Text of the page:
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'For Netflix, this is an extension of their content strategy:' Analyst on Netflix gaming foray

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Netflix (NFLX) will be moving into the gaming sector with the hire of a 30-year gaming industry veteran — former EA (EA) and Oculus executive Mike Verdu. The company’s stock wavered today following the news, with its share price down a little over 1% since market open.

“I think this is an extension of their content strategy — an extension, just like they moved into unscripted and premium films, children's programming, and the like,” Truist Securities (TFC) analyst Matthew Thornton told Yahoo Finance Live.

Thornton joined Yahoo Finance Live to discuss Verdu’s hiring as well as what Netflix’s speculated expansion into the video game industry means for the company and its competitors. Some experts believe that the initiative will be “dead on arrival,” citing the difficulty of breaking into a historically cutthroat gaming market.

[Read more: Netflix entering gaming will be 'dead on arrival:' Analyst]

On the other hand, Thornton believes that there may be an opportunity for Netflix to differentiate its content offerings as well as boost subscriber engagement and retention against other major players in the content streaming industry such as Hulu and Amazon Prime (AMZN). The ultimate goal with this move, according to Thornton, is to drive subscriber growth and revenue.

İstanbul, Turkey - July 1 2018: Woman using tablet computer and looking an online streaming platform. The tablet pc is an iPad Air 2, developed by Apple Inc.
İstanbul, Turkey - July 1 2018: Woman using tablet computer and looking an online streaming platform. The tablet pc is an iPad Air 2, developed by Apple Inc.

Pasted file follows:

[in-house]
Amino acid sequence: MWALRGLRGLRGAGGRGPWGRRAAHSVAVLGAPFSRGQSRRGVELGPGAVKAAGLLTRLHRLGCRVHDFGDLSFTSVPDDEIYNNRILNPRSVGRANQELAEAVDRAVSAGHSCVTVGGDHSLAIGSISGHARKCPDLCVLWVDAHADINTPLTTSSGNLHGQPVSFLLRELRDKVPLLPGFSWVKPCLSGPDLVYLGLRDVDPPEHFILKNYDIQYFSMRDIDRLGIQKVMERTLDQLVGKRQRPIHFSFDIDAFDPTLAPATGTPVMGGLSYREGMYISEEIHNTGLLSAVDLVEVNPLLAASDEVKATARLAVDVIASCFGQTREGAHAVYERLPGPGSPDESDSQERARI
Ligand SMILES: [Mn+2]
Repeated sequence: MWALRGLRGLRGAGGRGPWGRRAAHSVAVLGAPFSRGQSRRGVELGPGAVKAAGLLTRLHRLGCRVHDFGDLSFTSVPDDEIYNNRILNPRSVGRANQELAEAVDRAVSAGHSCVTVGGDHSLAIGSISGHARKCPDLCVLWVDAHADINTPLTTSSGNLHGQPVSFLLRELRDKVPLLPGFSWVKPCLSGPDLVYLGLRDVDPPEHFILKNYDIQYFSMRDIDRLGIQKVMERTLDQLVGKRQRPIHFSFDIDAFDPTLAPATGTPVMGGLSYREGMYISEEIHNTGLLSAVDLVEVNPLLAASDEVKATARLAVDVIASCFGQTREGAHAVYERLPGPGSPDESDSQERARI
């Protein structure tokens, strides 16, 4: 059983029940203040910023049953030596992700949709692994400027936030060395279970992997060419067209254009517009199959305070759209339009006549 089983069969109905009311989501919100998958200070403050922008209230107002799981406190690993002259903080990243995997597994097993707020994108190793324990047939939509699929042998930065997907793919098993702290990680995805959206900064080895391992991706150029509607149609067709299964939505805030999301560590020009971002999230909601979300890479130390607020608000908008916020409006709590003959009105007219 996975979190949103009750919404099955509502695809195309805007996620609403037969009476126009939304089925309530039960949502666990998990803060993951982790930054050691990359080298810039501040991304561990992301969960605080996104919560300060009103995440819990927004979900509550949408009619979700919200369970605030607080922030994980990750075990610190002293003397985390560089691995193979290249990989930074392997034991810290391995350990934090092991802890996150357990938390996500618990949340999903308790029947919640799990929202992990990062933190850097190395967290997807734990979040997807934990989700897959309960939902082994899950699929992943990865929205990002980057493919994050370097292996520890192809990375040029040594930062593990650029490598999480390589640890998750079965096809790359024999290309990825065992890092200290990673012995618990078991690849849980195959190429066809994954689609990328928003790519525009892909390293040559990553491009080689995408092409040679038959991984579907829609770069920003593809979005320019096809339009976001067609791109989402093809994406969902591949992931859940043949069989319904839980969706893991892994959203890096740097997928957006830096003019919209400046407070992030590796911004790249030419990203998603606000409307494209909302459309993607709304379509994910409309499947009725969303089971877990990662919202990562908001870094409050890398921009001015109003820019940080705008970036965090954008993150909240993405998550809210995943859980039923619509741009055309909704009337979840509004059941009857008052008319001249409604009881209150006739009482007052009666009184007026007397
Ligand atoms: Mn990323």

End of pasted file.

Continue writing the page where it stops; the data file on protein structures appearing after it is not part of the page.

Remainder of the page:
Will Netflix become a major player?

Netflix’s content strategy for future video game offerings still remains to be seen, however. Thornton said that the biggest opportunities for Netflix would arise if it chose to work with third-party video game studios and publishers, which would likely give them the best chance of survival in the face of platform giants such as Microsoft’s Xbox (MSFT), Sony’s PlayStation (SONY), and Nintendo (NTDOY).

As for the odds of this actually happening, Thornton said that Netflix has never shown itself to be an acquisitive company, having only acquired a handful of small entities throughout the company’s life. This is in stark contrast to large, established video game publishers like EA, Activision Blizzard (ATVI), Take-Two (TTWO), and Zynga (ZNGA).

“[If Netflix produces video game content in-house,] it would be probably fairly small, it would be very slow to reach scale, and probably wouldn't be overly disruptive to the overall video game sphere, but, again, could be accretive to their business,” he said. “They could also get more aggressive by going after acquisitions to kind of supplement their own organic development efforts.”

Thornton said that Netflix’s move into the gaming market serves as another push towards a fully digital video game industry. With every passing year, digital downloads are eclipsing the physical purchase of video games by a growing margin. And while Netflix’s announcement likely won’t alter the trajectory of the industry in any significant manner, Thornton noted that it will be interesting to see how the company prices its video game products, with Netflix being a subscription-based service.

Currently, it is Microsoft with Xbox’s Game Pass that stands near the top of the subscription-based video game food chain.

“There are subscription gaming services out there. But they've tended to co-exist with transactional, digital downloads of games,” Thornton said. “Obviously, the purchase of in-game content is where the real trend is.”

Thomas Hum is a writer at Yahoo Finance. Follow him on Twitter: @thomashumTV

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